After you perform a risk assessment, what do you do with the results? Find out the answers to that and other common risk assessment questions in part 2 of this series! If you want to learn how to perform a risk assessment, check out part 1 of the blog here.
How do you treat risks?
Several options exist for risk treatment. Management should choose the risk treatment option based on risk appetite and the organization’s risk management policy. The risk treatment options are listed below:
Mitigate: The most common strategy, risk mitigation involves implementing controls to lower the risk to an acceptable score.
Accept: Risk acceptance is when management chooses to accept risk with no further action. This is often because risk is below a certain threshold or because it is a critical part of the business.
Transfer: Risk transfer involves transferring risk to a third party. The most common method is by purchasing insurance. Outsourcing parts of your operations to a third party is also a valid risk transfer option. Just know that third-party risks must be considered in this case.
Avoid: Avoiding risk means that management chooses to completely avoid risky circumstances. This may mean avoiding a new product line or deciding not to hire a vendor.
More information on these treatment options can be found in the ISO 27005 standard.
How do you track risk remediation?
Management must track risks to remediation. Accountability is critical – who should implement the remediation plan, and by what date?
During the regular tactical risk meetings, teams should provide updates to their risks. (Note, see the section How often should you assess risk? in part 1 of this series.) Management reviews and all other remediation documentation should be maintained in a central location. A GRC tool is a common solution for remediation documentation.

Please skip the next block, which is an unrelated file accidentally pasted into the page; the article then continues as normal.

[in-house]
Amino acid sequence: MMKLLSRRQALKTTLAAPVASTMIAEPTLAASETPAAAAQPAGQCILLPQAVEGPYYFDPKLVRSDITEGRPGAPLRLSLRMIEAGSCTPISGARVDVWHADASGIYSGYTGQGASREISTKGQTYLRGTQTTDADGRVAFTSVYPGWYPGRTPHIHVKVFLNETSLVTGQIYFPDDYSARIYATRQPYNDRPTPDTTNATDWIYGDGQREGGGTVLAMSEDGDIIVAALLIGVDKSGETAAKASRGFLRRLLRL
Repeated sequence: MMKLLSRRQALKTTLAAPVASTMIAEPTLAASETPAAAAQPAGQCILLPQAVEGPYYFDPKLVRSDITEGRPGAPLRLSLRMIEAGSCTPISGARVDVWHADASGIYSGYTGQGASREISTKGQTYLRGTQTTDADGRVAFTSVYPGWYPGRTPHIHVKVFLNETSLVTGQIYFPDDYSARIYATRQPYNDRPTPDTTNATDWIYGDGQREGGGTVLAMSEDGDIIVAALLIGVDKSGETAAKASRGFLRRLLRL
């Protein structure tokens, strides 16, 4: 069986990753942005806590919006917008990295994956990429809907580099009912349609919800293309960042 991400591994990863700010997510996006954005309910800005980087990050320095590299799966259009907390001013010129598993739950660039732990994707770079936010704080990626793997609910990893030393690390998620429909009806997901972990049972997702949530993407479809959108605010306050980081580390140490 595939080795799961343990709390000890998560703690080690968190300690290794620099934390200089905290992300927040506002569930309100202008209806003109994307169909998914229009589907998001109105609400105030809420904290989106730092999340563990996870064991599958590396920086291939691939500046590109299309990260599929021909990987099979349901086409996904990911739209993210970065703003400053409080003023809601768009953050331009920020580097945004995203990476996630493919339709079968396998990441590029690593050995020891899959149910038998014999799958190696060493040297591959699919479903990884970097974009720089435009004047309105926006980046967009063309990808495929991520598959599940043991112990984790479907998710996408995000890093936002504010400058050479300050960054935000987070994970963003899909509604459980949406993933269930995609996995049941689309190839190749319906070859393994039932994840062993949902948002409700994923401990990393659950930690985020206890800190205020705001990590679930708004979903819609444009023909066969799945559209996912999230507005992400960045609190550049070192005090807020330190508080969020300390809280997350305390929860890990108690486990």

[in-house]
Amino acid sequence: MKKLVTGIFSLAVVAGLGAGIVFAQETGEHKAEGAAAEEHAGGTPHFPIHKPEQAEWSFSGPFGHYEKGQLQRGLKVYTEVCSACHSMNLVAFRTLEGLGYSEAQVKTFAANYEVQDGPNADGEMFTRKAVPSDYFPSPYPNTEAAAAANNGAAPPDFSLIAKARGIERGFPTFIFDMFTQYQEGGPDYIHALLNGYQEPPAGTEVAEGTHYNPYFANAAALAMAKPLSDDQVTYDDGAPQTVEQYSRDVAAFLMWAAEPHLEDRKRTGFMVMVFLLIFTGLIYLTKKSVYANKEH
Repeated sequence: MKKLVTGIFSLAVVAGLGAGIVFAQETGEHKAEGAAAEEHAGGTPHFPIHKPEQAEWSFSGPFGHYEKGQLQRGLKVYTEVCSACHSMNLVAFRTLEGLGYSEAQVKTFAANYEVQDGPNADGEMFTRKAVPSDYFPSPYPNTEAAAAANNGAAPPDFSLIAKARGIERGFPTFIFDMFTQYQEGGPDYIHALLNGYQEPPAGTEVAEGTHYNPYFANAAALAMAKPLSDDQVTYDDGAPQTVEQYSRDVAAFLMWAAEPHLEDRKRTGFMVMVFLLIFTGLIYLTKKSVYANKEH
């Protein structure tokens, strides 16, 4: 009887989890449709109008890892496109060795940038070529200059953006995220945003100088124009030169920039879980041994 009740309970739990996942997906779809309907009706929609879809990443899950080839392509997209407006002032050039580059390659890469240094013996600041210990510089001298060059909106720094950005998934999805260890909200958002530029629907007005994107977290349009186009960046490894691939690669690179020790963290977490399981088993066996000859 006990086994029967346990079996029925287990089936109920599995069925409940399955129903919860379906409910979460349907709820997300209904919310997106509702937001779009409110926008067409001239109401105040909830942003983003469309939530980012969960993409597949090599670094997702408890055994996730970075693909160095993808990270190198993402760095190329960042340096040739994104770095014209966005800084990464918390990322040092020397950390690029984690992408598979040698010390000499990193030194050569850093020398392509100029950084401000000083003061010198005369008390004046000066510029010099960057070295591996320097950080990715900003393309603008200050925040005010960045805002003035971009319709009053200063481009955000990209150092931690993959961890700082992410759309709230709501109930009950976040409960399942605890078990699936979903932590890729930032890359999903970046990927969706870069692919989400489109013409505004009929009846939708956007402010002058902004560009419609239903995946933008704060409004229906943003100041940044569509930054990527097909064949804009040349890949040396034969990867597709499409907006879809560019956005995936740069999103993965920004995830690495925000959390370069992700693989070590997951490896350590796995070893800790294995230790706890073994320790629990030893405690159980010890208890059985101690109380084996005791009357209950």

What documentation do you need?
A full risk management program will have a suite of documentation supporting it. Below are some of the primary documents you should draft, ratify, and keep updated:
Risk management policy: The risk management policy documents the entire risk management process. This includes meeting cadences, assessment criteria, and applicable treatment strategies.
Risk council charter: The risk council charter gives authority and responsibility to the management group in charge of the risk management process. It should specify the members of the council and their specific duties.
Remediation plans: For each risk identified, management should document the risk description, remediation plan, assignee, and due date.
Remediation documentation: All updates and reviews of risks should be documented. It should be possible to trace a risk from initial identification through remediation and down to final treatment.
A risk management program is governed by a risk management policy. The risk council is empowered by a charter to perform an annual risk assessment with quarterly follow-ups.
During the risk assessment, management should consider risks from various categories, rank identified risks, and create remediation plans. On a regular basis, tactical teams should meet to address their progress on these risks.